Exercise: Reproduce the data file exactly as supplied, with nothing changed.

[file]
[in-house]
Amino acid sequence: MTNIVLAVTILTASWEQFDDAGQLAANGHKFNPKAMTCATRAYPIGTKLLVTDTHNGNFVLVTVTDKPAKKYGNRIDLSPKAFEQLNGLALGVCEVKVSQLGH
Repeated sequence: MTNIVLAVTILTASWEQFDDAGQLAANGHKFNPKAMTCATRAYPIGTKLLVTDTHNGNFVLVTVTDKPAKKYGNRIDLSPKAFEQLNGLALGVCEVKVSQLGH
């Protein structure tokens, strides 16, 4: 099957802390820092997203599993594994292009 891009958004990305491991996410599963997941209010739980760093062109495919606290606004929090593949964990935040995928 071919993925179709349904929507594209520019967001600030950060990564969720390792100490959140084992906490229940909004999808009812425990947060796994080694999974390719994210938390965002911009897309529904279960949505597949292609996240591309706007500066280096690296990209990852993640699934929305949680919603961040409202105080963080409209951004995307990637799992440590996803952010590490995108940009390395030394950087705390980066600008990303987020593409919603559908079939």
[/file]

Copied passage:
[in-house]
Amino acid sequence: MTNIVLAVTILTASWEQFDDAGQLAANGHKFNPKAMTCATRAYPIGTKLLVTDTHNGNFVLVTVTDKPAKKYGNRIDLSPKAFEQLNGLALGVCEVKVSQLGH
Repeated sequence: MTNIVLAVTILTASWEQFDDAGQLAANGHKFNPKAMTCATRAYPIGTKLLVTDTHNGNFVLVTVTDKPAKKYGNRIDLSPKAFEQLNGLALGVCEVKVSQLGH
């Protein structure tokens, strides 16, 4: 099957802390820092997203599993594994292009 891009958004990305491991996410599963997941209010739980760093062109495919606290606004929090593949964990935040995928 071919993925179709349904929507594209520019967001600030950060990564969720390792100490959140084992906490229940909004999808009812425990947060796994080694999974390719994210938390965002911009897309529904279960949505597949292609996240591309706007500066280096690296990209990852993640699934929305949680919603961040409202105080963080409209951004995307990637799992440590996803952010590490995108940009390395030394950087705390980066600008990303987020593409919603559908079939």